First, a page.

Not Shying Away from Shylockby Pat Launer June 28, 2013
By Pat Launer
“The Merchant of Venice” often evokes a knee-jerk reaction in Jews: “Oh no,” they say, “that’s Shakespeare’s anti-Semitic play.”
Well, it’s not that simple. It all depends on how you look at it.
The Old Globe’s new artistic director, Barry Edelstein, hailed by NPR as “one of the country’s leading Shakespeareans,” has a long history with “The Merchant.” (The title, by the way, refers to Antonio, the one who borrows the money from Shylock, not to the Jewish moneylender).
Edelstein first appeared in the play at Tufts University. Then, in 1995, he directed Ron Leibman as Shylock at the Public Theatre, and when he became director of the New York Shakespeare Festival and The Shakespeare Initiative at the Public, he produced the acclaimed 2010 “The Merchant” headlined by a galvanic Al Pacino as Shylock.
By the time he arrived here in January, the 2013 Globe Summer Shakespeare Festival, which includes “The Merchant” (as well as Shakespeare’s “A Midsummer Night’s Dream” and Tom Stoppard’s ““Rosencrantz and Guildenstern are Dead,” a 1960s play featuring characters from “Hamlet”) was already set by outgoing Festival artistic director Adrian Noble (formerly of the Royal Shakespeare Company), who helms “The Merchant” this time.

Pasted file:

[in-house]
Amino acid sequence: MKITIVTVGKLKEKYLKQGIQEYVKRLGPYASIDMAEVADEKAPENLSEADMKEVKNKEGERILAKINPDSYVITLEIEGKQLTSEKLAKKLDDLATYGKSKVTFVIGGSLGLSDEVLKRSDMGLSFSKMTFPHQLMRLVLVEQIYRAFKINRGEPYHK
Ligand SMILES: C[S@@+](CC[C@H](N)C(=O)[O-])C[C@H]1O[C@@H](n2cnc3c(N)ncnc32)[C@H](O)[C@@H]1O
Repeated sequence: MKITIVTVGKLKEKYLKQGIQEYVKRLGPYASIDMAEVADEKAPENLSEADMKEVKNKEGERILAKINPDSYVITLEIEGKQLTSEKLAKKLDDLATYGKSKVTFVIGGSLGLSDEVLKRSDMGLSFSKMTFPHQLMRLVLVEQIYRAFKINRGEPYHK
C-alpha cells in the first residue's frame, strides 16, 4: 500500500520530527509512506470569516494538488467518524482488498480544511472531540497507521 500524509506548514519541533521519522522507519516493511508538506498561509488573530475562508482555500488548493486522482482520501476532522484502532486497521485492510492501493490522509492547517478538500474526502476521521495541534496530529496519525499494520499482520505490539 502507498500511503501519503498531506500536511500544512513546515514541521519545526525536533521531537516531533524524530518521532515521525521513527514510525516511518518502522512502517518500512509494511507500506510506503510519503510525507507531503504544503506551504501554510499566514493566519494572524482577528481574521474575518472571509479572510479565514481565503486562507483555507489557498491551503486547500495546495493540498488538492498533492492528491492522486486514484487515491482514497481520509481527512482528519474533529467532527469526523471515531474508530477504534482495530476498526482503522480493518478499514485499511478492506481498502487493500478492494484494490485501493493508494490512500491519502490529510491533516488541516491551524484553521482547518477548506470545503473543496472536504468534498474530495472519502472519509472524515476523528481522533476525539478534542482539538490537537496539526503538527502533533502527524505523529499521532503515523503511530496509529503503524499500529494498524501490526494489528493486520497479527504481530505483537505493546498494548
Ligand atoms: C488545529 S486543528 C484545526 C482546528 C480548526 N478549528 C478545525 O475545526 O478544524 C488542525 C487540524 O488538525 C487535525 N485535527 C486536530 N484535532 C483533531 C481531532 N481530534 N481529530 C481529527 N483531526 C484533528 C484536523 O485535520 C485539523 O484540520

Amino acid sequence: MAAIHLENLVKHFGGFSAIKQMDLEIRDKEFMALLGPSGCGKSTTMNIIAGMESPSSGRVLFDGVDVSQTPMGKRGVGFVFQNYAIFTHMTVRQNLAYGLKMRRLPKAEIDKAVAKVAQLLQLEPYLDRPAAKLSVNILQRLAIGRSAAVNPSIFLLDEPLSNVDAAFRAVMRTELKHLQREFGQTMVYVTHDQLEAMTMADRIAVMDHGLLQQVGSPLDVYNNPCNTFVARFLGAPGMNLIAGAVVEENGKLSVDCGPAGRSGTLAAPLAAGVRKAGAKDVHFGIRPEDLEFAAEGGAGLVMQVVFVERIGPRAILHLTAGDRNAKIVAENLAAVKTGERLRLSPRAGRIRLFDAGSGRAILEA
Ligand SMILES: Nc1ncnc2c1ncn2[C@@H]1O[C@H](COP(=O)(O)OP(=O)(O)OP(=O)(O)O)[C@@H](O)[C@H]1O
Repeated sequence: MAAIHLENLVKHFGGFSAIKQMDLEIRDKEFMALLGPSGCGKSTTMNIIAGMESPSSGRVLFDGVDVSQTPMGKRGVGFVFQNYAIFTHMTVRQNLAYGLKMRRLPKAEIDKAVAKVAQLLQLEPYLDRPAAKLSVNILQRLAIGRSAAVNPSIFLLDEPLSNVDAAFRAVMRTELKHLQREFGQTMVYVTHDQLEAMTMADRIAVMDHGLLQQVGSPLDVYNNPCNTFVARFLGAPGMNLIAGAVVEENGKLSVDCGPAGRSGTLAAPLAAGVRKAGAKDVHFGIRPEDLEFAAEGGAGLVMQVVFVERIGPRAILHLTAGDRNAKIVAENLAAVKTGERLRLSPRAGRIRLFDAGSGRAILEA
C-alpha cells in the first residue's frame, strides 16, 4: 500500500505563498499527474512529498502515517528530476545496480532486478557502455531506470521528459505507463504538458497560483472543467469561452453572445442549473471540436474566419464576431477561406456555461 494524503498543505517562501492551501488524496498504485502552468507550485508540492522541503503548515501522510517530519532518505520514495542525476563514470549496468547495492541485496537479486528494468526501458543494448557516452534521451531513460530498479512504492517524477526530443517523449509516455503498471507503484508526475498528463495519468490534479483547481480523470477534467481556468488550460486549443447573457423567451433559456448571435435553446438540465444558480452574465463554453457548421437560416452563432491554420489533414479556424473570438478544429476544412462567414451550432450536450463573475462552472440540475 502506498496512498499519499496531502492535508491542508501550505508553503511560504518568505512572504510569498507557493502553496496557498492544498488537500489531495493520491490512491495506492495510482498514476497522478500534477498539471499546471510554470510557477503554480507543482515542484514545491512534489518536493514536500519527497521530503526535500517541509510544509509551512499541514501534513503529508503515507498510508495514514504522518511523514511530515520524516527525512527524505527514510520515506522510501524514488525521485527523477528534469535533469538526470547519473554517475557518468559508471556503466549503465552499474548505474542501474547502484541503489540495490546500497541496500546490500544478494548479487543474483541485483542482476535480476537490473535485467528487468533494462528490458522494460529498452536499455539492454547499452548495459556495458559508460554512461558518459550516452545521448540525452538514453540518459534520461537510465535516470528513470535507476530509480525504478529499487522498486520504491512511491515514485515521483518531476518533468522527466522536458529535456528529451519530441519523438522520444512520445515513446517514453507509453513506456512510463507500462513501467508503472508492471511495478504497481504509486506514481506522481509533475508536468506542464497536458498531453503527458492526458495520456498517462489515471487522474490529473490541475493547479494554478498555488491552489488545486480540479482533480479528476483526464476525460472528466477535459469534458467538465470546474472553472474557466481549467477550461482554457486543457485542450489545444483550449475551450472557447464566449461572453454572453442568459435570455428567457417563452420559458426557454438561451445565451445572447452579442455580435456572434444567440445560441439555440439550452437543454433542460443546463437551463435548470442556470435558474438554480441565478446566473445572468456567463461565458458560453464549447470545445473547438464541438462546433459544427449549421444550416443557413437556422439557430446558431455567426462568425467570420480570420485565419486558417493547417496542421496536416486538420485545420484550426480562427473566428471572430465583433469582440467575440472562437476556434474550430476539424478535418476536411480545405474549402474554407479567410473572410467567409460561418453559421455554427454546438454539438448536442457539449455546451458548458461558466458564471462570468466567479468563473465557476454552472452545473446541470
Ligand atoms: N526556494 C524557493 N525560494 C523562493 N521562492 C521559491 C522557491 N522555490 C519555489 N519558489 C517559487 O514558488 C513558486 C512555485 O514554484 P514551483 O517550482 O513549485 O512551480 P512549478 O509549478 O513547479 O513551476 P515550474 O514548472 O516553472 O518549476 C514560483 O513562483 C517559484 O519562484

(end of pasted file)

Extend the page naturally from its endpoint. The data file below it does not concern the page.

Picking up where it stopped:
It’s been a long time since the Globe’s last “Merchant” production (1991), but Edelstein hopes the next one will come sooner; he wants to take another crack at it.
“It’s a masterpiece,” says the author of two books on Shakespeare, “one of the greatest of his plays, written around 1598, when his talent was really exploding.”
Edelstein offers three reasons for his love of “The Merchant.”
“No. 1: Shakespeare’s mastery. Before ‘Henry IV,’ Parts 1 and 2, there would be five or six people in a scene, all speaking with the same kind of voice. Then, Shakespeare really figured out how to distinguish individual personalities and voices.
“The Globe Theatre [the model for our Globe] opened in 1599, and you get the sense that he had developed a set of muscles just in time for this palace, the showplace of his career.